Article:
What’s the greatest city in the world? It’s a hotly contested title – but after asking 15,000 people all over the world, we think we’ve come up with a pretty convincing answer. Having quizzed thousands of urbanites for this year’s Time Out City Life Index, we scored 32 cities on criteria such as food, drink, culture, friendliness, affordability, happiness and liveability. Here’s our final ranking: the most exciting cities in the world to live in and visit in 2018. Start stacking up that bucket list.
The most exciting cities in the world right now
A big hand, please, for Chicago: the greatest city in the world, beating all comers. Chicagoans raved about their city’s bar scene, its live music and culture, its local neighbourhoods and its affordability. It was one of the happiest and proudest cities worldwide. In fact, it only fell short on safety and whether it had become a better place to live over time. Don’t go changing, Chicago: we love you just the way you are.
It may be Portugal’s second city, but pleasant Porto is the best place in the world for making friends, finding love, feeling free to be yourself and keeping in touch with family – beating Lisbon in most categories across the board, and ranking second overall. For travellers, it’s also the most affordable city for a night out. Watch out, though: a fifth of locals say ‘too many tourists’ is the city’s biggest problem.
Despite ranking joint first as the most stressed city in the world, New York excelled when it came to culture, nightlife, eating and drinking. It also scored perhaps surprisingly high for happiness, with a huge majority saying they’re free to be themselves and they’d still live in the city if money were no object.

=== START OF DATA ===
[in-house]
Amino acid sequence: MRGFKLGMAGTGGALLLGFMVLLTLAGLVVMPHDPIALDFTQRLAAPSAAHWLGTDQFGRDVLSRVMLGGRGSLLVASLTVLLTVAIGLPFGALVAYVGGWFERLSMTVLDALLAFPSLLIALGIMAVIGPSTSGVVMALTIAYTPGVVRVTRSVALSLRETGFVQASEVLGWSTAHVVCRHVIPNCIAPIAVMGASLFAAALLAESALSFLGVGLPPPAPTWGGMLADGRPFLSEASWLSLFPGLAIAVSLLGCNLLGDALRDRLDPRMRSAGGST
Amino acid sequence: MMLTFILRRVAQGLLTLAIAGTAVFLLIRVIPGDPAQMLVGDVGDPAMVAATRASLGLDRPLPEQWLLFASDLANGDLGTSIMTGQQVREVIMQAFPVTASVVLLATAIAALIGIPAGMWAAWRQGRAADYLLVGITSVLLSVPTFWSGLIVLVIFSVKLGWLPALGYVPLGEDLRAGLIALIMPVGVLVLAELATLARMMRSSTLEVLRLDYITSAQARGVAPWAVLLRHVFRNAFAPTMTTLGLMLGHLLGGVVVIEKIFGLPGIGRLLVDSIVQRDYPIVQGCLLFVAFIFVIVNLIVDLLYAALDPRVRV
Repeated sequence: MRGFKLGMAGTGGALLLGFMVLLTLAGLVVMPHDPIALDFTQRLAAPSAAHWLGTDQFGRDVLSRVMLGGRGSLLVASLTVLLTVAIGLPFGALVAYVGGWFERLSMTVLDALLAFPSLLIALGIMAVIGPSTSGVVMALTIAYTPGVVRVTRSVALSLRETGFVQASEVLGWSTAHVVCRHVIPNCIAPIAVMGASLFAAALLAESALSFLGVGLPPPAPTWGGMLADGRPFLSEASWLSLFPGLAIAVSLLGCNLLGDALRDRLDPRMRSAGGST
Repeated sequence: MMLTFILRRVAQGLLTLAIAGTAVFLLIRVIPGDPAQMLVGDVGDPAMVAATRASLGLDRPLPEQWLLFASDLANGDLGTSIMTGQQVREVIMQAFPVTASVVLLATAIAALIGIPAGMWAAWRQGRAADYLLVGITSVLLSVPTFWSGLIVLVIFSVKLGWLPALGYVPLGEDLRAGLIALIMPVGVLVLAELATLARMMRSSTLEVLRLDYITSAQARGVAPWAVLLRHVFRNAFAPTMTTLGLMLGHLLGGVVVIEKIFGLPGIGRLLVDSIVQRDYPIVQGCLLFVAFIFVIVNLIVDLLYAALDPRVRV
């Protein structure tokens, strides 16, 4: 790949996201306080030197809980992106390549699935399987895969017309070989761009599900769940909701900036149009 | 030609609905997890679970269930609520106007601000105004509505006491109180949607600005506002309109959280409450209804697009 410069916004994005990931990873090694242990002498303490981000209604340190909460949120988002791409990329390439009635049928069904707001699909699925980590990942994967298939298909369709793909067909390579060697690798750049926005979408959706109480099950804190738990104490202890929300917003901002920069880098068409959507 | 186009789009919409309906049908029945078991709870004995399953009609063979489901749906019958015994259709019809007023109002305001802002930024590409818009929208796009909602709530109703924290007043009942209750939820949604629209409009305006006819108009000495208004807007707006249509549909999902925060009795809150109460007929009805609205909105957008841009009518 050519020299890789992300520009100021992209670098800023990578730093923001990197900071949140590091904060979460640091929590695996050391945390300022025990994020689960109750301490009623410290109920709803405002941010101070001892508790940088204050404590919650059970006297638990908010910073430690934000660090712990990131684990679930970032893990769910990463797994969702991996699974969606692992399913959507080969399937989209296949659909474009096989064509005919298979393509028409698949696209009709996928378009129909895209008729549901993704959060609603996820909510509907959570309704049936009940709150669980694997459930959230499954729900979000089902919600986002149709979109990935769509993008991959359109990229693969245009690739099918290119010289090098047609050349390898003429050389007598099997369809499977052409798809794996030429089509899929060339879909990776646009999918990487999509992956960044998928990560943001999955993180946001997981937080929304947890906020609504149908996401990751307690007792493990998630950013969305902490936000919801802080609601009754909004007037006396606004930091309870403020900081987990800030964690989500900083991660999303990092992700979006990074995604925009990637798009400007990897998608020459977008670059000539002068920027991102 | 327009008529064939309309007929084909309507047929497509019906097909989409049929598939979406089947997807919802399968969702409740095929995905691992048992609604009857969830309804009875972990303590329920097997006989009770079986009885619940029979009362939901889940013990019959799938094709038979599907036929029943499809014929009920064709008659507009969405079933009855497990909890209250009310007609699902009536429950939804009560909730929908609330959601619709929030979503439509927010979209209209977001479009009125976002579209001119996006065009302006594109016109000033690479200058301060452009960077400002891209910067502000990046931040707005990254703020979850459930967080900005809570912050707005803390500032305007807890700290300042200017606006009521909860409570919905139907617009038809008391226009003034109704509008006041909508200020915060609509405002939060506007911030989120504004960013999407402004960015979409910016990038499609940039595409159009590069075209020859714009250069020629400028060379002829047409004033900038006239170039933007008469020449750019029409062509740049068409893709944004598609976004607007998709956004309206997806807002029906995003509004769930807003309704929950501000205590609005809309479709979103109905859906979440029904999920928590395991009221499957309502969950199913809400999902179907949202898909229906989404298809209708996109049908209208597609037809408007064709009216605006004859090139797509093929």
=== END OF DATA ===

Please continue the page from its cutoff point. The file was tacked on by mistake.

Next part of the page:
The British capital is one of the world’s best cities for culture and eating, and Londoners are happier than you might expect. But a low liveability score (with the most stress and the longest commutes in Europe, plus poor affordability) pushed it down into fifth place.
Putting the ‘mad’ into ‘Madrid’, Madrilenians go out to bars and clubs more than anyone else on the planet and are the most likely to send naked pictures of themselves to a stranger. Their city’s strong food scene and great culture and nightlife propelled them into sixth place overall.
After a tough 2017, locals said that the best thing about Manchester is that ‘We carry on, no matter what.’ It’s also the place with the most people who can’t get through the day without a cuppa, while its great drinking scene, live music and friendliness saw it end up ranked seventh.
Despite lagging behind Porto, Lisbon was one of the proudest and most liveable cities we surveyed, with most people still expecting to live there in five years. It was one of the cheapest cities for travellers, but not necessarily for locals: more Lisboans felt they needed to earn more to be comfortable than people in any other city.
The Catalonian city’s buzzy food and culture scene saw it enter the global top ten. It’s one of the most enjoyable cities in the world to live in, and second worldwide in terms of locals wanting to stay if money were no object – despite being one of the least affordable cities in our survey. It’s also a community-spirited place, with more people volunteering than anywhere else.
Up there with the happiest and proudest cities on earth, the Scottish capital placed eleventh overall. It’s affordable (even though it has the lowest employment rate of any city we quizzed) and its local neighbourhoods are fantastic. Oh, and it’s the top city in the world for gin drinkers. No wonder people love living here.
Tel Aviv, Israel’s so-called ‘bubble’, has a reputation for hedonism – and as the top city in the world for drug use, one-night stands, late nights and short working hours, it seems it’s deserved. But it’s not all about wild times: Tel Aviv also has the world’s best local neighbourhoods and an incredible food scene. Only low scores for happiness and liveability marked it down.